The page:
physical violence in the united states congress -- 2/4/19
Today's selection -- from The Field of Blood by Joanne B. Freeman. Politics in the antebellum United States was hostile and often violent -- including in the U.S. Congress. Author Joanne Freeman found evidence of 70 instances of physical violence in this period:
"Politics was also violent. There was hand-to-hand combat and rioting at polling places. On one memorable occasion in Washington in 1857, three nativist gangs -- the Plug Uglies, the Chunkers, and the Rip-Raps -- joined forces to terrorize immigrants casting votes, causing a riot. When the panicked mayor called in the Marines, the three gangs hauled a cannon into play, though they never fired it. By the time the brawl subsided, several people had been killed. State legislatures also erupted into uproars from time to time. In 1857, there was an all out row in the Illinois legislature featuring 'considerable wrestling, knocking over chairs, desks, inkstands, men, and things generally.' In 1858, state assemblies in both New York and Massachusetts dissolved into fisticuffs. '[T]here was a most heavenly time in the House for an hour or two,' gushed a New York Times reporter about the Boston outbreak. It 'would have made a sensation even in Congress.' The Arkansas House deserves special mention. In 1837, when a representative insulted the Speaker during debate, the Speaker stepped down from his platform, bowie knife in hand, and killed him. Expelled and tried for murder, he was acquitted for excusable homicide and reelected, only to pull his knife on another legislator during debate, though this time the sound of colleagues cocking pistols stopped him cold.
"Congressional violence was of a piece with this world. As I researched this book, I discovered that between 1830 and 1860, there were more than seventy violent incidents between congressmen in the House and Senate chambers or on nearby streets and dueling grounds, most of them long forgotten. This isn't to say that all such fighting has vanished from view. Many studies of the coming of the Civil War note a surge of fighting in Congress in the 1850s. Most such books -- and many more besides -- offer a vivid account of the most famous violent incident: the caning of the abolitionist senator Charles Sumner (R-MA) in 1856.
|A political cartoon depicting U.S. Democratic congressman Preston Brooks' attack on Republican congressman Charles Sumner, an example of legislative violence.|
"My archival digging revealed much more. I found canings, duel negotiations, and duels; shoving and fistfights; brandished pistols and bowie knives; wild melees in the House; and street fights with fists and the occasional brick. Not included in that number is bullying that never went beyond words. Therein lies a problem, because the threat of violence had an enormous impact on congressional debate, but proving that someone has been bullied into silence is no easy matter. Some such episodes appear throughout the book, but only when substantiated by concrete evidence. There was far more bullying than appears on these pages. There was also more violence. The words that people used to describe these fights and showdowns -- thrashing, bullying, pistoleering, stampeding -- offer a revealing ground-level glimpse of the antebellum Congress. They expose the tobacco-stained rugs.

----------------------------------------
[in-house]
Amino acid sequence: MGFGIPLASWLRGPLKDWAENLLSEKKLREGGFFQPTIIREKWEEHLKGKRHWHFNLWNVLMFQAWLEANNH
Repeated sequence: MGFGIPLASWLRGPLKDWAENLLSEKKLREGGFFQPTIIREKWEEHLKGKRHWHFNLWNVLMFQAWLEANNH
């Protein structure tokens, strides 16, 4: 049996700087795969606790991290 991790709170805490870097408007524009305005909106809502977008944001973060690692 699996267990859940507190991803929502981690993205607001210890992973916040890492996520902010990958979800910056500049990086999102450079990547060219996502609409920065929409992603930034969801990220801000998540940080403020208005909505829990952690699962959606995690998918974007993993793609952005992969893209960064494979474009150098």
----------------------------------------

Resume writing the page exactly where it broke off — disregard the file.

"Detecting those rugs can be difficult; politics is often Janus-faced, presenting a composed public face to the world while masking a less savory private one. This was especially true in the first half of the nineteenth century. Washington newspapers had a tangled relationship with Congress; many of them survived on government printing contracts, and Congress did the granting, so local newsmen were well advised to make Congress look good by not recording the gritty details of congressional threats and violence. Describing congressional rumbles was also dangerous for reporters; record an insult the wrong way -- or the right way -- and you might become entangled in an honor dispute and get pounded by a congressman. As a result, when it came to fighting, the Washington press offered bare-bones details when it mentioned it at all, showing plenty of bravado but few fists and weapons. For a time, these partially censored newspaper accounts were the nation's main news source for congressional proceedings, and the basis of the Congressional Globe, the period's equivalent of the Congressional Record. Not until the rise of a commercially independent national press brought out-of-town reporters to Washington in large numbers was congressional violence reported in some detail, gaining its maximum impact through new technologies such as the telegraph in the 1850s-just as the nation's slavery crisis began to peak."